[21] id.

[22] See the Supreme Court's Opinion in Rosebud, 97 S. Ct. at 1373.

[23] S.Rep.No.439, 60th Cong. 1st Sess. (1908) at 5. This letter was made a part of S.Rep.No. 439; therefore, citation is made to that report.

[24] Proceedings of General Council of the Cheyenne River Sioux Tribe, January 6, 7 and 8, 1908 at White Horse, South Dakota. Source: General Correspondence, Cheyenne River, file 054, Records Group 75, National Archives; Hoxie, appendix 32.

[25] The record of this conference was later made part of S.Rep.No.439, supra, and also was made a part of H.R.Rep.No.1539, 60th Cong. 1st Sess. (1908).

[26] M.U.S. at 7, n. 6.

[27] id.

[28] S.Rep.No.439, part 2, supra, and H.R.Rep. No.1539, supra.

[29] Lone Wolf v. Hitchcock, 187 U.S. 553, 23 S. Ct. 216, 47 L. Ed. 299 (1903) wherein the Supreme Court held that Congress had the power to abrogate provisions of a treaty between the United States and the Indians.

[30] S.Rep.No.439, part 2, supra, at 5 and 6; H.R.Rep.No.1539, supra, at 9, 10.

[31] S.Rep.No.439, part 2, supra, at 7; H.R.Rep. No.1539, supra, at 11.

[32] S.Rep.No.439, part 2, supra, at 10; H.R.Rep. No.1539, supra, at 12.

[33] S.Rep.No.439, part 2, supra, at 10, 12, 13; H.R.Rep.No.1539, supra, at 12, 16, 17.

[34] Congressman Hall's bill was analogous to Congressman Marshall's bill and would have opened all of the Cheyenne River Reservation for settlement.

[35] S.Rep.No.439, part 2, supra, at 18, 19; H.R. Rep.No.1539 supra, at 22, 23.

[36] S.Rep.No.439, part 2, supra, at 20; H.R.Rep. No.1539, supra, at 24.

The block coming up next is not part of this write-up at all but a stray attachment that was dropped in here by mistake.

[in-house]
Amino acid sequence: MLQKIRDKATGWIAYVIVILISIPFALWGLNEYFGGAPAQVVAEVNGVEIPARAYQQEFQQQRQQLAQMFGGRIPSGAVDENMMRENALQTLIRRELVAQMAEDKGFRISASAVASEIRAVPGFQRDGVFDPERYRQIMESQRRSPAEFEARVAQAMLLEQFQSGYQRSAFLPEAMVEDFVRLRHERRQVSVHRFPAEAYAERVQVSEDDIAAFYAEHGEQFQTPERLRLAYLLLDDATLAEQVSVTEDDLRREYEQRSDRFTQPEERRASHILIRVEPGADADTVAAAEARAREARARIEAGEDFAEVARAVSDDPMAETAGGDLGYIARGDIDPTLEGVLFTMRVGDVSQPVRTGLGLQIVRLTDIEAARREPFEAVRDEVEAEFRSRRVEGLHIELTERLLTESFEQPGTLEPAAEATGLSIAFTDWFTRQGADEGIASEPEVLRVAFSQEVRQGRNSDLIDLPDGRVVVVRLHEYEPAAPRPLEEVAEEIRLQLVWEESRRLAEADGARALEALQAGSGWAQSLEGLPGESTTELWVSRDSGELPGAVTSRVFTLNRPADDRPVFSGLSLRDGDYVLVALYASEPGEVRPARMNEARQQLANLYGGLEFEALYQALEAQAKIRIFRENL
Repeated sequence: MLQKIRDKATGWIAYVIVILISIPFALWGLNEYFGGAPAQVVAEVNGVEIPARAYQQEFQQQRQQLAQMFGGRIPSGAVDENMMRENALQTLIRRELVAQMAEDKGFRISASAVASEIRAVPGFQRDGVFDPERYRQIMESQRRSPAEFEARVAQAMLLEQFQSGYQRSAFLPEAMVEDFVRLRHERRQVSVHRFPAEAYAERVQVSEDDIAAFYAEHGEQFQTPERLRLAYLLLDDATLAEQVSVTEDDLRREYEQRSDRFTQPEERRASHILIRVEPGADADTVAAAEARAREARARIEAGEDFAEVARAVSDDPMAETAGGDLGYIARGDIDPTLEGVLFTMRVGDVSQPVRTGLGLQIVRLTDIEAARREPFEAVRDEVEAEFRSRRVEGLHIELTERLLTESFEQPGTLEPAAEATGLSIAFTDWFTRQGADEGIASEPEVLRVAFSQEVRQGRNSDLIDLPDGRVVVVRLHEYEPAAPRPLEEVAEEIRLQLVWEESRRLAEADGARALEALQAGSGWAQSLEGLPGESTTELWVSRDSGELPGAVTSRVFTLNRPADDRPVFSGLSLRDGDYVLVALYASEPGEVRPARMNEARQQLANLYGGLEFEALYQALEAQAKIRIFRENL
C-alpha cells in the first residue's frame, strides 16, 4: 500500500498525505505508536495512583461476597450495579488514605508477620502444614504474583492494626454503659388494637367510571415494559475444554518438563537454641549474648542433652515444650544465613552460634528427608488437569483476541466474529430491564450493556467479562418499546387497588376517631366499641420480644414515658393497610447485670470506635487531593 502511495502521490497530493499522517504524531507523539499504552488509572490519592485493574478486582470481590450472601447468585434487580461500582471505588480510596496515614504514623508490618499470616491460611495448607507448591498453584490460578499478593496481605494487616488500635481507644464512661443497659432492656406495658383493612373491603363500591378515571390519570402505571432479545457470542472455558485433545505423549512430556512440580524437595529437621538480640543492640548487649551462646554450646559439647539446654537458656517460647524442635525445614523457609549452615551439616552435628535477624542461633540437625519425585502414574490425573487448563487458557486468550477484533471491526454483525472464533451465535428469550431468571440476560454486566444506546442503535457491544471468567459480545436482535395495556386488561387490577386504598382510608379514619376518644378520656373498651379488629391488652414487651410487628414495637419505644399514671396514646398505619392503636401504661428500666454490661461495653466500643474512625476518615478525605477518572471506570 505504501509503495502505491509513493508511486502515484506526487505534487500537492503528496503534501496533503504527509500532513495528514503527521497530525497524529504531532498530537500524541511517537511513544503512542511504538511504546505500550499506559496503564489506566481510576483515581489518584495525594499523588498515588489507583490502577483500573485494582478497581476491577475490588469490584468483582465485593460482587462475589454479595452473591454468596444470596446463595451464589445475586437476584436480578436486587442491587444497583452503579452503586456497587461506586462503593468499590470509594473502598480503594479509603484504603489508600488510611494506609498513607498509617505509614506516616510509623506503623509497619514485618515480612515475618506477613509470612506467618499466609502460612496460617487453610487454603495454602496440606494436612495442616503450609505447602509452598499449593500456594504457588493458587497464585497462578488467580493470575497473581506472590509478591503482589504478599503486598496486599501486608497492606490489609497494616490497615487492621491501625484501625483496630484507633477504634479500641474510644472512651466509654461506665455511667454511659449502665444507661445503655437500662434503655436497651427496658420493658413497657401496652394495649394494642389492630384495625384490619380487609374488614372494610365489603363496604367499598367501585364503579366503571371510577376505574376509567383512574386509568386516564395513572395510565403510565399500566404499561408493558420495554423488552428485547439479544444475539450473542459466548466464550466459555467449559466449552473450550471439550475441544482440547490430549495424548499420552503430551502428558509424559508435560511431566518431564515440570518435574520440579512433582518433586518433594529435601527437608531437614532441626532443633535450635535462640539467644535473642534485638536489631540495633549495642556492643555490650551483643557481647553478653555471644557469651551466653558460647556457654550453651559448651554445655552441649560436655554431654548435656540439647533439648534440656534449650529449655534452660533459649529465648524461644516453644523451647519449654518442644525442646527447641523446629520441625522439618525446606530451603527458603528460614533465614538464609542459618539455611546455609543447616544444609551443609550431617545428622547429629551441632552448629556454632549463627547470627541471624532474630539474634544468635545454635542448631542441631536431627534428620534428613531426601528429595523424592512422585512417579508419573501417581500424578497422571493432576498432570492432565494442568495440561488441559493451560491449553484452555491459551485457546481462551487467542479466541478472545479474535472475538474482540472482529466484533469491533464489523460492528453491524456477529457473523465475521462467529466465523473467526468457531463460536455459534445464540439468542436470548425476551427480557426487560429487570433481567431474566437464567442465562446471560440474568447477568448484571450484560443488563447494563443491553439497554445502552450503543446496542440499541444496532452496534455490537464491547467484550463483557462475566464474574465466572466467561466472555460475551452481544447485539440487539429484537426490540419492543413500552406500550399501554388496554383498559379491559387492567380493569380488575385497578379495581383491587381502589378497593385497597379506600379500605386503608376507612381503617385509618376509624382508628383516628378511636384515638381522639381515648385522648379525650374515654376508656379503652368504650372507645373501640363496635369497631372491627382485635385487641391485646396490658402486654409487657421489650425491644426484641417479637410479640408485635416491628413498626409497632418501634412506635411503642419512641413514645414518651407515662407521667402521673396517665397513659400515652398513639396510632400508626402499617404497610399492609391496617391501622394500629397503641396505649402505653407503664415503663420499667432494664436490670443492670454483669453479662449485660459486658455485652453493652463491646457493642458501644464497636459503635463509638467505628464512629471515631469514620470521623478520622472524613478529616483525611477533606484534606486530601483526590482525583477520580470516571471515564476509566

[37] S.Rep.No.439, part 2, supra, at 22; H.R.Rep. No.1539, supra, at 26.

[38] Defendant's Ex. A, Doc. 3A. Counsel stipulated to the authenticity of the document, but the source was not made known to the court.

[39] S.Rep.No.439, part 2, supra, at 1-4.

[40] S.Rep.No.439, supra, at 5.

[41] id.

[42] See, e. g. Schwegmann Bros. v. Calvert Corp., 341 U.S. 384, 395-396, 71 S. Ct. 745, 95 L. Ed. 1035 (1950).

[43] 42 Cong.Rec. 4753 (1908).

[44] 42 Cong.Rec. 4755 (1908).

[45] H.R.Rep.No.1539, 60th Cong., 1st Sess. (1908).

[46] 42 Cong.Rec. 7004 (1908).

[47] id. at 7005.

[48] 42 Cong.Rec. 7018 (1908).

[49] Hoxie, p. 57.

[50] Reference is to an article from the Daily Capitol Journal, Pierre, South Dakota, June 4, 1908.

[51] Hoxie, p. 55.

[52] Hoxie, p. 56.

[53] Hoxie, p. 58, quoting from letter of L. F. Michael to Commissioner of Indian Affairs, August 2, 1909, General Correspondence, Cheyenne River, file 054, Records Group 75, National Archives.

[54] S.Rep.No.439, supra, at 4 and 5.

[55] H.R.Rep.No.1539, supra, at 3.

[56] The text of the 1908 Act was included as an appendix in Stankey v. Waddell, 256 N.W.2d at 127.

[57] 478 F.2d at 687.

[58] 97 S. Ct. 1368 (citing DeCoteau).

[59] id.

[60] S.Rep.No.439, part 2, supra, at 2; H.R.Rep. No.1539, supra, at 6.

[61] S.Rep.No.439, part 2, supra, at 3; H.R.Rep. No.1539, supra at 7.

[62] 42 Cong. 7004 (1908).

[63] S.Rep.No.439, supra, at 4.

[64] id.

[65] S.Rep.No.439, part 2, supra, at 3.

[66] 25 Stat. 676; v. 1, S.D.Comp.Laws (1978 revision) 187, 192.

[67] 97 S. Ct. at 1369.